But there is still work to do. The security landscape is constantly evolving and we know that there will always be new threats. This was the impetus for the Security-First Pledge I penned in January. Intel has a long history of focusing on security, and now, more than ever, we are committed to the principles I outlined in that pledge: customer-first urgency, transparent and timely communications, and ongoing security assurance.

    Today, I want to provide several updates that show continued progress to fulfill that pledge. First, we have now released microcode updates for 100 percent of Intel products launched in the past five years that require protection against the side-channel method vulnerabilities discovered by Google. As part of this, I want to recognize and express my appreciation to all of the industry partners who worked closely with us to develop and test these updates, and make sure they were ready for production.

    With these updates now available, I encourage everyone to make sure they are always keeping their systems up-to-date. It's one of the easiest ways to stay protected. I also want to take the opportunity to share more details of what we are doing at the hardware level to protect against these vulnerabilities in the future. This was something I committed to during our most recent earnings call.

    While Variant 1 will continue to be addressed via software mitigations, we are making changes to our hardware design to further address the other two. We have redesigned parts of the processor to introduce new levels of protection through partitioning that will protect against both Variants 2 and 3. Think of this partitioning as additional "protective walls" between applications and user privilege levels to create an obstacle for bad actors.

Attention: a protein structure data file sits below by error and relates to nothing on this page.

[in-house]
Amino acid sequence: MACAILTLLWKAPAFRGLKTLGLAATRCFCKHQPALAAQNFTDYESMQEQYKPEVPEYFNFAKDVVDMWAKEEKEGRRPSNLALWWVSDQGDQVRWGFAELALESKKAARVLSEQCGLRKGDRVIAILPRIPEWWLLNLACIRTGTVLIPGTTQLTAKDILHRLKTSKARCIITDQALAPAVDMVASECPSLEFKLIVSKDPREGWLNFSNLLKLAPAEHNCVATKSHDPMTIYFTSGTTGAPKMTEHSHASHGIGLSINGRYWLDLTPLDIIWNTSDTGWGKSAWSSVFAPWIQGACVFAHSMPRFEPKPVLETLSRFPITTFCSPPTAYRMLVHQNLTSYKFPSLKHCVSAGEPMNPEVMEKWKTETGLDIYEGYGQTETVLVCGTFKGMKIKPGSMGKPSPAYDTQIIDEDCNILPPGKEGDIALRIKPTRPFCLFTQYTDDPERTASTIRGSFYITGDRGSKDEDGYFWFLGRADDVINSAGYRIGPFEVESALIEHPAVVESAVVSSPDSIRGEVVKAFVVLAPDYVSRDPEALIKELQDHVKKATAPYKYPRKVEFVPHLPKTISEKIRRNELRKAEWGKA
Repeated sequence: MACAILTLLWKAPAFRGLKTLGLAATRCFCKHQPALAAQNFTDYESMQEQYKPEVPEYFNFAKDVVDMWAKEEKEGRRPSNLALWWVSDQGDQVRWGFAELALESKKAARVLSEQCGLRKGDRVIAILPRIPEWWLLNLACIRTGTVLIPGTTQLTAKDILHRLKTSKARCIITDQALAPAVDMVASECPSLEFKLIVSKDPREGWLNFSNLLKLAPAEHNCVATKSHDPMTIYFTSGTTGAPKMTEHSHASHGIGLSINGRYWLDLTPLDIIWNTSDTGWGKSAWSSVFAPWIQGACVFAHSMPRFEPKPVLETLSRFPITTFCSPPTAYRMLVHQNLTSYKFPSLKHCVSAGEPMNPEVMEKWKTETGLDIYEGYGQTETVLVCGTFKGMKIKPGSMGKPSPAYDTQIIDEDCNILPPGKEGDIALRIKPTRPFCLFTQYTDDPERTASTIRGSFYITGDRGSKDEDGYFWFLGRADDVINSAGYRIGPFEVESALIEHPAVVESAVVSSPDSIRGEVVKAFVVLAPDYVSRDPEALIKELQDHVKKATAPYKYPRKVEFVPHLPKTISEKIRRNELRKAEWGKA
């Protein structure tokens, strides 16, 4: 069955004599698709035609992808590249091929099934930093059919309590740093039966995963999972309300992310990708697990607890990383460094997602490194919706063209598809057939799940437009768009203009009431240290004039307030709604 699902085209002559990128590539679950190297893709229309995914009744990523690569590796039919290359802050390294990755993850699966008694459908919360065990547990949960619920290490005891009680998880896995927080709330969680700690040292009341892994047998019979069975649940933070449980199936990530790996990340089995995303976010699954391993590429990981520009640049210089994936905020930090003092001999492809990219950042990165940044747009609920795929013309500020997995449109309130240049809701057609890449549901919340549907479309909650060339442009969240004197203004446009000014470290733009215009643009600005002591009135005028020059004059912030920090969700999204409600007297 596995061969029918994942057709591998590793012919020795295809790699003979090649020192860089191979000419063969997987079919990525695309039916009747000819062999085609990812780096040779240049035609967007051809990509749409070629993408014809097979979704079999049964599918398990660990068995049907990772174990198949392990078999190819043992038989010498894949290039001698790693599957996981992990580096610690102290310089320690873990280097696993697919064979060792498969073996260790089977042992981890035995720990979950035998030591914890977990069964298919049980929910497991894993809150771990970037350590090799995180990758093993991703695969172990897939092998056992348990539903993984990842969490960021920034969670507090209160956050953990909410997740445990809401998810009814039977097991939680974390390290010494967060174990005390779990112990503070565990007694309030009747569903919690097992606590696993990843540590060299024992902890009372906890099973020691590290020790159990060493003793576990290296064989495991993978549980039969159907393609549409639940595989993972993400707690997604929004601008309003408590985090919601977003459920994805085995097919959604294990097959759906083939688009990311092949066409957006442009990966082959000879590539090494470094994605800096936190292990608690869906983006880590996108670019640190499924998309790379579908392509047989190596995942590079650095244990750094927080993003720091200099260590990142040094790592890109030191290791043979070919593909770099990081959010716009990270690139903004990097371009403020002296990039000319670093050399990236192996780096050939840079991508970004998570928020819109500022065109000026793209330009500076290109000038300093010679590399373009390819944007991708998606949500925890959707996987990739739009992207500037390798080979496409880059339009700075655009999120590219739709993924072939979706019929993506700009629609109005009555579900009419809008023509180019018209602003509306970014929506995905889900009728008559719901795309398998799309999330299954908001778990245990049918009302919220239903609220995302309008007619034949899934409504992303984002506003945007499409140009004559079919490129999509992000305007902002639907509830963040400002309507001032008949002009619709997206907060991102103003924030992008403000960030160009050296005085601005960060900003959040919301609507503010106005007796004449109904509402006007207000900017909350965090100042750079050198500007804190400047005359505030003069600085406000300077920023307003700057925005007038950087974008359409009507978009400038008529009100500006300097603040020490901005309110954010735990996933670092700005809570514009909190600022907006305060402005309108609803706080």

These changes will begin with our next-generation Intel® Xeon® Scalable processors (code-named Cascade Lake) as well as 8th Generation Intel® Core™ processors expected to ship in the second half of 2018. As we bring these new products to market, ensuring that they deliver the performance improvements people expect from us is critical. Our goal is to offer not only the best performance, but also the best secure performance.

    But again, our work is not done. This is not a singular event; it is a long-term commitment. One that we take very seriously. Customer-first urgency, transparent and timely communications, and ongoing security assurance. This is our pledge and it's what you can count on from me, and from all of Intel.


    Posted on Thursday, March 15 2018 @ 17:01:41 CET by Thomas De Maesschalck
    AMD logo
    More benchmark results leaked of the AMD Ryzen 7 2700X processor. WCCF Tech compared 3DMark scores and concludes the new cheap is 18 percent faster than the Ryzen 7 1700X. In other words, the Ryzen 7 2700X delivers performance in excess of the 1800X, at a price level lower than the 1700X.
    The Ryzen 7 2700X delivered a physics score of 20,909 in Fire Strike Ultra 1.1, which is 18% ahead of the Ryzen 7 1700X at 17,825 and 11% ahead of the Ryzen 7 1800X at 19,051.

    In all three 3DMark entries the Ryzen 7 2700X was running at a clock speed above 4.2GHz, fluctuating between 4264MHz and 4214MHz, which no doubt helped it pull ahead of both of its Ryzen 7 predecessors. The CPU was paired with two 8GB 2400MHz DDR4 memory modules, which is considerably shy of the chip’s new officially supported JEDEC DDR4 spec of 2933 MHz.
    On a related note, VideoCardz has some benchmark result of the Ryzen 7 2700X/2700 and Ryzen 5 2600X/2600.

    Posted on Thursday, March 15 2018 @ 16:08:46 CET by Thomas De Maesschalck
    An international team of researchers presented Clairvoyance, a new compiler technique that promises to boost the performance of certain workloads by up to 43 percent. The trick is aimed at low-end simple out-of-order (OoO) execution based processors like ARM cores, bringing their performance closer to more complex designs like x86.
    The answer, the researchers claim, is Clairvoyance. 'Clairvoyance builds upon techniques such as software pipelining, program slicing, and decoupled access-execute and generates code that exhibits improved memory-level parallelism (MLP) and instruction-level parallelism (ILP). For this, Clairvoyance prioritises the execution of critical instructions, namely loads, and identifies independent instructions that can be interleaved between loads and their uses.'
    Full details at Bit Tech.

    Which one will you buy?

    AMD Radeon RX Vega
    NVIDIA GeForce GTX 1080


    Votes 128